Editor's Note: This column was co-authored by Bob Morrison.
President Obama has invoked Dr. King’s powerful phrase—the fierce urgency of now—as a spur to get his troops in line for the takeover of health care. They achieved their purposes to the extent that they rammed through Congress a monster of a bill—around the corner, over the walls, and parachuting down the chimney, if necessary, as an entranced Speaker Nancy Pelosi gushingly told us. They knew they had a once-in-a-lifetime opportunity to make it happen. And they did.
What Dr. King’s “fierce urgency of now” referred to was the centuries-long deferred promise of American life, that all of God’s children could live together in peace and justice, that freedom would ring from the red hills of Georgia to the California redwoods. Dr. King cried out in the voice of the prophet. And the nation heeded. It was then that the great Civil Rights Act of 1964 and the Voting Rights Act of 1965 were passed. This was the greatest advance for equal justice under law since the victorious Union ratified the Civil War era amendments to the Constitution.
We can embrace a fierce urgency of now, too. We have a cause every bit as compelling as that of President Obama and Nancy Pelosi. Where they want to shackle every American to the government, we want our people to be free. Where they want to force every American to participate in the slaughter of innocents, we believe every one deserves a birth day.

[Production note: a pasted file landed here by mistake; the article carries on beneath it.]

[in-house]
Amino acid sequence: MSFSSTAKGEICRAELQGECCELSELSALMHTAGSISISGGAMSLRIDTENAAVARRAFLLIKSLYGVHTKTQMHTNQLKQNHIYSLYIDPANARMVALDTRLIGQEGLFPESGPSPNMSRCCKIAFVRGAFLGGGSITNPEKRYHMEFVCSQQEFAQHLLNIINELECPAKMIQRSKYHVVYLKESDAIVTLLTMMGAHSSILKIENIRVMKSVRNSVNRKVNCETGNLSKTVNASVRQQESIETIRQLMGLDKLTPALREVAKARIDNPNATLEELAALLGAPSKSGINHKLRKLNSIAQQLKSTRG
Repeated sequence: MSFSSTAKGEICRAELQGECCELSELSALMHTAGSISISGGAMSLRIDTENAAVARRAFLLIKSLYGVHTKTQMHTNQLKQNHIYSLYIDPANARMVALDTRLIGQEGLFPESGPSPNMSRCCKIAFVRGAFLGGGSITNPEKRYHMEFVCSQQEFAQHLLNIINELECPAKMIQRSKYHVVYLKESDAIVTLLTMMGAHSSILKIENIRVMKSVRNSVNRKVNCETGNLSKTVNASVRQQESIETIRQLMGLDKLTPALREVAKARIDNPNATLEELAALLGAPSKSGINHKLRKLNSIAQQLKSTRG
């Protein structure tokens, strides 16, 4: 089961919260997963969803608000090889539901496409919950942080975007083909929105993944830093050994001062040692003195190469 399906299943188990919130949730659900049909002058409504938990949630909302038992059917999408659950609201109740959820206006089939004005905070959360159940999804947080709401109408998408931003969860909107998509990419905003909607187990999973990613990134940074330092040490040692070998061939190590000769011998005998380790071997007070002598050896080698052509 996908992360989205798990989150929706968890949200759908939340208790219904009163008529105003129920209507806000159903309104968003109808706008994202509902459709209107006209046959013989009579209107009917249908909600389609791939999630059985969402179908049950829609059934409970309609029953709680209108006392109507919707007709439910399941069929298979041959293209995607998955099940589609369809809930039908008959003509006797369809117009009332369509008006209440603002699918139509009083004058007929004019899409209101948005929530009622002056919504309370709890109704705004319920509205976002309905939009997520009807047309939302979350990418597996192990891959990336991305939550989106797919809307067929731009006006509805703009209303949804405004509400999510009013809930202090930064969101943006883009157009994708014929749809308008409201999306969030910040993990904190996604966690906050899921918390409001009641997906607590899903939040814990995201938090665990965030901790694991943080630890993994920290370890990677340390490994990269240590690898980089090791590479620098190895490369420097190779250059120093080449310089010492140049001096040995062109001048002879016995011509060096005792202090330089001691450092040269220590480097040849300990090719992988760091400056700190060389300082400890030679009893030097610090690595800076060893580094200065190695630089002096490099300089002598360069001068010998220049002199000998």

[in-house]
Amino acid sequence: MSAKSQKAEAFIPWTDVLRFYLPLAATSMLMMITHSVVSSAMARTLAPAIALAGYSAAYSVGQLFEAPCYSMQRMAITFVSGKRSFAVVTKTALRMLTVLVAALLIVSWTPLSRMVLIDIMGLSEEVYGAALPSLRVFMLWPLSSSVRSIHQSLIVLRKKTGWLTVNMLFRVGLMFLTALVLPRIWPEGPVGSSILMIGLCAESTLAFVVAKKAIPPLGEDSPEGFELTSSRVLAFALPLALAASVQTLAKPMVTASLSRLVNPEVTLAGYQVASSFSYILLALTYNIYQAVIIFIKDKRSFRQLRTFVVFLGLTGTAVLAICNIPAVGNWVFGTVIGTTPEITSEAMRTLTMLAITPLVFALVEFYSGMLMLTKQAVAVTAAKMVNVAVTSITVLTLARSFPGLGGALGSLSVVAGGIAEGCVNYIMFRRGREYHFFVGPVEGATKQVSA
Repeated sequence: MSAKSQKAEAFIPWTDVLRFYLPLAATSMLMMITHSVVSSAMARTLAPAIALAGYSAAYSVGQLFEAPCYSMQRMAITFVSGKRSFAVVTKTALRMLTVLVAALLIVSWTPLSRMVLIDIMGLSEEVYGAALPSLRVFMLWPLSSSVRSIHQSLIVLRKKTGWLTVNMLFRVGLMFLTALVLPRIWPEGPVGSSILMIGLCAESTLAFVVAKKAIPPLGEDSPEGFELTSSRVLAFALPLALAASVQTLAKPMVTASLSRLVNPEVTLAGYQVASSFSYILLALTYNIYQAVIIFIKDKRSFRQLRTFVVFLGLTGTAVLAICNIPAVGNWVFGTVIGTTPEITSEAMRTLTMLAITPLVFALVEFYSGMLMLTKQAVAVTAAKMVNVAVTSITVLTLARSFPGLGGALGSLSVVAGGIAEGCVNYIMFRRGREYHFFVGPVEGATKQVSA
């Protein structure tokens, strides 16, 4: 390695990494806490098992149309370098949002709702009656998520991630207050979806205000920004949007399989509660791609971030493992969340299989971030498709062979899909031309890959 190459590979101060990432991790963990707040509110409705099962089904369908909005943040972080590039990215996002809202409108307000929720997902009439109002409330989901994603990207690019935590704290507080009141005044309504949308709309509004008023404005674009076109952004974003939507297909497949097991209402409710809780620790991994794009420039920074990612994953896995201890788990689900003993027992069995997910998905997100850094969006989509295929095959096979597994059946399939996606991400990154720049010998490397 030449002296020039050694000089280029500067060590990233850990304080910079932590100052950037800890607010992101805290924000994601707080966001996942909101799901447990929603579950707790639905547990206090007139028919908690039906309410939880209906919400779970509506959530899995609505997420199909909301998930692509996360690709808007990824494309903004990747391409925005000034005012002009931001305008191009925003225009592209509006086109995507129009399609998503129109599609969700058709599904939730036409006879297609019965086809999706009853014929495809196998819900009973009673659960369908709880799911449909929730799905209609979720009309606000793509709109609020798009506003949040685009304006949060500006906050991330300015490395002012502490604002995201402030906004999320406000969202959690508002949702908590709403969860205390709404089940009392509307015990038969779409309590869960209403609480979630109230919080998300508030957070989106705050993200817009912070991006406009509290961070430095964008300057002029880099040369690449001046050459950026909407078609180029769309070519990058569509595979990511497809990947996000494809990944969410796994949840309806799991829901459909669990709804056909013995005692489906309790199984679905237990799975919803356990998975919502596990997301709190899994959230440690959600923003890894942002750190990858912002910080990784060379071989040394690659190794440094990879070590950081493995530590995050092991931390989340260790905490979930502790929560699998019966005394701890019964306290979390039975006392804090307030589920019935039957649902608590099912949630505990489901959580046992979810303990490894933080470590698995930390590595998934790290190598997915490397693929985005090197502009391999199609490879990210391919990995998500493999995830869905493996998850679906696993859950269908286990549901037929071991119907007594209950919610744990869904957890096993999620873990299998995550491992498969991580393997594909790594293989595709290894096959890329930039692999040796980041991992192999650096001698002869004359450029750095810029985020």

We, especially those of us who are pro-life, have disciplined ourselves to run the marathon. We have embraced incremental measures for the protection of innocent lives.
All of these incremental steps have helped. All were worthy of our full support.
There is a difference, however, between incremental and incrementalism. We need to realize that there is nothing so powerful as an idea whose time has come. We can gird ourselves for the long haul, but we should never dismiss the possibility of a sudden breakthrough moment.
Ronald Reagan was the most famous pro-lifer ever to sit in the White House. He spoke of the tragedy of abortion in his State of the Union Addresses. He spoke of the unborn in his Inaugural Addresses. He published a pro-life book and promoted the Silent Scream video. He issued regulations that have been approved by the Supreme Court to force Planned Barrenhood to physically separate its abortion facilities from its family banning activities.
President Reagan’s Title X regulation would have saved hundreds of thousands of lives. But Bill Clinton rejected them and his Republican predecessor and successor neglected them.